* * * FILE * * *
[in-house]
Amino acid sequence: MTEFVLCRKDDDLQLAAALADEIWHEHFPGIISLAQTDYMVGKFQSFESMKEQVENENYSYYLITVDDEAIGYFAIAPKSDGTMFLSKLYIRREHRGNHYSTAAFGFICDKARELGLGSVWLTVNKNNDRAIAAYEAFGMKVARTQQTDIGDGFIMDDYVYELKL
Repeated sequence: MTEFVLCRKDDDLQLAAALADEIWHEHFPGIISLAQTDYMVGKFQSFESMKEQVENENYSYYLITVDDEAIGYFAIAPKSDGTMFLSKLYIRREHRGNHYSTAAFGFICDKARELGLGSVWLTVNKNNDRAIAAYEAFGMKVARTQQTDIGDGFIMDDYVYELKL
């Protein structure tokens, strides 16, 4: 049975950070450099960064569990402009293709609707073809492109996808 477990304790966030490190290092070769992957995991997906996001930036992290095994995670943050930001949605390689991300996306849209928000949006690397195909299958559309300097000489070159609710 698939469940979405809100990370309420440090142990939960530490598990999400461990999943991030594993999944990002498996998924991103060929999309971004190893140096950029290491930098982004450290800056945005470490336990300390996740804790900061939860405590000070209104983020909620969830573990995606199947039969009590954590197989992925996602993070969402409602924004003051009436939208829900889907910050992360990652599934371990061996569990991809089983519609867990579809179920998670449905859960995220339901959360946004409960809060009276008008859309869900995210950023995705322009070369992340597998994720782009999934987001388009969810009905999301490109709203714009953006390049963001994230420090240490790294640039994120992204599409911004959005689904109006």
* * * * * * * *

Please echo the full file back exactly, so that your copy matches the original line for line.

[in-house]
Amino acid sequence: MTEFVLCRKDDDLQLAAALADEIWHEHFPGIISLAQTDYMVGKFQSFESMKEQVENENYSYYLITVDDEAIGYFAIAPKSDGTMFLSKLYIRREHRGNHYSTAAFGFICDKARELGLGSVWLTVNKNNDRAIAAYEAFGMKVARTQQTDIGDGFIMDDYVYELKL
Repeated sequence: MTEFVLCRKDDDLQLAAALADEIWHEHFPGIISLAQTDYMVGKFQSFESMKEQVENENYSYYLITVDDEAIGYFAIAPKSDGTMFLSKLYIRREHRGNHYSTAAFGFICDKARELGLGSVWLTVNKNNDRAIAAYEAFGMKVARTQQTDIGDGFIMDDYVYELKL
């Protein structure tokens, strides 16, 4: 049975950070450099960064569990402009293709609707073809492109996808 477990304790966030490190290092070769992957995991997906996001930036992290095994995670943050930001949605390689991300996306849209928000949006690397195909299958559309300097000489070159609710 698939469940979405809100990370309420440090142990939960530490598990999400461990999943991030594993999944990002498996998924991103060929999309971004190893140096950029290491930098982004450290800056945005470490336990300390996740804790900061939860405590000070209104983020909620969830573990995606199947039969009590954590197989992925996602993070969402409602924004003051009436939208829900889907910050992360990652599934371990061996569990991809089983519609867990579809179920998670449905859960995220339901959360946004409960809060009276008008859309869900995210950023995705322009070369992340597998994720782009999934987001388009969810009905999301490109709203714009953006390049963001994230420090240490790294640039994120992204599409911004959005689904109006």